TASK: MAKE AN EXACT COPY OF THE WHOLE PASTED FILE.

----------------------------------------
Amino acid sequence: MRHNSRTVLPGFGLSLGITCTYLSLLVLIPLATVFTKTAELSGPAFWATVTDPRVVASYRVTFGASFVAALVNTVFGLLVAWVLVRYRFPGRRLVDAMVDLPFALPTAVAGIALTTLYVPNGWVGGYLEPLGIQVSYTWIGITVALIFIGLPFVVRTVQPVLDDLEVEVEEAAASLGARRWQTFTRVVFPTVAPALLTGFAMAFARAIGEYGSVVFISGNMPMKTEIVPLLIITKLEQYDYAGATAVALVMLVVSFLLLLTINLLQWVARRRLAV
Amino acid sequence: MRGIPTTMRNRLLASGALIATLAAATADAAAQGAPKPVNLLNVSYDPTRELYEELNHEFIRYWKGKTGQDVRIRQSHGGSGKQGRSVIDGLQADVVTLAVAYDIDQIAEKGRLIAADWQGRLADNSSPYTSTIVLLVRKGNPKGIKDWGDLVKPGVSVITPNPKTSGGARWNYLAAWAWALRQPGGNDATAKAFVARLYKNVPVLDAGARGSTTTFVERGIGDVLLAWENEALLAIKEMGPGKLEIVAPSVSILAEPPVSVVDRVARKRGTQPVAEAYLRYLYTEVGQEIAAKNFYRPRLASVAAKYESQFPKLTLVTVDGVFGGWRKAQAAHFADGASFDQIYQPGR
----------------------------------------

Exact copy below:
Amino acid sequence: MRHNSRTVLPGFGLSLGITCTYLSLLVLIPLATVFTKTAELSGPAFWATVTDPRVVASYRVTFGASFVAALVNTVFGLLVAWVLVRYRFPGRRLVDAMVDLPFALPTAVAGIALTTLYVPNGWVGGYLEPLGIQVSYTWIGITVALIFIGLPFVVRTVQPVLDDLEVEVEEAAASLGARRWQTFTRVVFPTVAPALLTGFAMAFARAIGEYGSVVFISGNMPMKTEIVPLLIITKLEQYDYAGATAVALVMLVVSFLLLLTINLLQWVARRRLAV
Amino acid sequence: MRGIPTTMRNRLLASGALIATLAAATADAAAQGAPKPVNLLNVSYDPTRELYEELNHEFIRYWKGKTGQDVRIRQSHGGSGKQGRSVIDGLQADVVTLAVAYDIDQIAEKGRLIAADWQGRLADNSSPYTSTIVLLVRKGNPKGIKDWGDLVKPGVSVITPNPKTSGGARWNYLAAWAWALRQPGGNDATAKAFVARLYKNVPVLDAGARGSTTTFVERGIGDVLLAWENEALLAIKEMGPGKLEIVAPSVSILAEPPVSVVDRVARKRGTQPVAEAYLRYLYTEVGQEIAAKNFYRPRLASVAAKYESQFPKLTLVTVDGVFGGWRKAQAAHFADGASFDQIYQPGR